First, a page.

Hines Professors Receive VentureWell Grant for Sustainable Design
Course aims to equip students with system-level exploration and entrepreneurship
by Symone Daniels • November 2, 2022
Venture Well recently announced University of Houston Gerald D. Hines College of Architecture and Design assistant professor for UX/UI advanced design technology Min Kang and associate professor and co-director of Industrial Design Jeff Feng as recipients of the VentureWell Course and Program grant, part of the spring 2022 sustainable design grant cycle. Their proposal, Design for Sustainable Consumption in People's Daily Living: Exploration and Entrepreneurship, was awarded $26,500.
The proposal allows students to investigate critical unsustainable consumption issues in waste-producing industries and provides students with system-level sustainable design knowledge. Students have the opportunity to introduce solutions and inventions promoting zero-waste products and services with advanced technology.
Left to right: Jeff Feng and Min Kang
"The impact of natural resource scarcity on industries and human living has intensified in recent years across the globe," shared Feng. "Sustainability has become a major criterion in most, if not all, designs we do. In response to the strong demand for sustainable design in our society, as a long-term plan, we decided to develop a curriculum in Design for Sustainability to provide systematic design education and training to our students."
The curriculum focuses on cultivating students' minds of care and responsibility for natural resources, and better equips them with systematic thinking and methodologies to address the intertwined, complex unsustainable issues.
Designed to implement learning material focused on unstainable consumption in people's daily lives, the course explores design solutions with viable business opportunities. It encourages students to experiment with a systemic process leading to participants in the university's entrepreneur ecosystem. It also provides students with a system design education and a new UX design minor.
"The impact of natural resource scarcity on industries and human living has intensified in recent years across the globe," shared Feng. "Sustainability has become a major criterion in most, if not all, designs we do."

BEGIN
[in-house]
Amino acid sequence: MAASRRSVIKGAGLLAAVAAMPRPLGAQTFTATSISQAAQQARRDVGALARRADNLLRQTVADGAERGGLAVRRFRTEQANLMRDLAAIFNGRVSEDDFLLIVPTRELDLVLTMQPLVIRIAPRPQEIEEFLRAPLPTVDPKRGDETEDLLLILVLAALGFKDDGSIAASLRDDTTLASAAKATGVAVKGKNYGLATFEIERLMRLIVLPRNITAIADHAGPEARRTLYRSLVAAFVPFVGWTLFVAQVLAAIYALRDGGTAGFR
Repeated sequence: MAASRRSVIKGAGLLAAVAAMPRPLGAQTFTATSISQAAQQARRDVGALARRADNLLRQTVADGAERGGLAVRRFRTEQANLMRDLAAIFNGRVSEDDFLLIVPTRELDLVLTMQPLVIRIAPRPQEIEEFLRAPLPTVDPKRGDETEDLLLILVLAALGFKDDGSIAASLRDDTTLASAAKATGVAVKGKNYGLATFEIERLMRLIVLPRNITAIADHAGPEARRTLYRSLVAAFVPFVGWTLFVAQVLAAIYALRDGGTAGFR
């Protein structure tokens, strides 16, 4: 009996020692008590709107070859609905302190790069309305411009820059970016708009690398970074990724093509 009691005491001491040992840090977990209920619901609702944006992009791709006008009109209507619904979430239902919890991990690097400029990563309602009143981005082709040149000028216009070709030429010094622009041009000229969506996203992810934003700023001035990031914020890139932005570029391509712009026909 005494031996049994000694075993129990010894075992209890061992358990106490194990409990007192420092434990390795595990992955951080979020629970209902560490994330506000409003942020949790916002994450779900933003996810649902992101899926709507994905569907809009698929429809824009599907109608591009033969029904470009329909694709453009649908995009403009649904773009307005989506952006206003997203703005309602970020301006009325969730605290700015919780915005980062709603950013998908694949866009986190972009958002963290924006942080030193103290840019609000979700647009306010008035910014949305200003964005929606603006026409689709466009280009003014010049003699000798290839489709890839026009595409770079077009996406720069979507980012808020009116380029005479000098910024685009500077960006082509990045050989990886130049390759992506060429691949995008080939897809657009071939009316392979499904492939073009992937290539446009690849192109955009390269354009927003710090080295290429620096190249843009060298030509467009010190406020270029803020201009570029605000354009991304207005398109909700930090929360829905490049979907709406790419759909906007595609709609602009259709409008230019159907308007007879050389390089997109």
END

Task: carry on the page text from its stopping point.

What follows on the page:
"We are building this course for students to study system-level solution design that can create sustainable problem-solving systems," said Kang.
Design for Sustainable Consumption in People's Daily Living: Exploration and Entrepreneurship targets upper-level undergraduate students in the industrial design program and the C.T. Bauer College of Business entrepreneurship class. The collaboration inspires and fosters students' creativity and entrepreneurship in sustainable design exploration and experimentation.
"Most of today's problems came from yesterday's solutions. The impactful 'sustainable design' comes from discovering and solving the problems within the context of the systems, not merely applying green materials to the products," said Kang. "We are building this course for students to study system-level solution design that can create sustainable problem-solving systems."
The course will officially begin in fall 2023 after the pilot class occurs earlier in the year. Consisting of ten to sixteen students forming three to five teams, students will learn sustainable design concepts and tools to map and measure sustainability through a series of lectures, workshops, and laboratory activities. The teams with the most state-of-the-art ideas will benefit from mentorship to form startups and participate in the entrepreneurship program.
Kang and Feng hope to forge a long-term innovation & entrepreneurship lab course focusing on sustainable design and entrepreneurship as part of the core topics.
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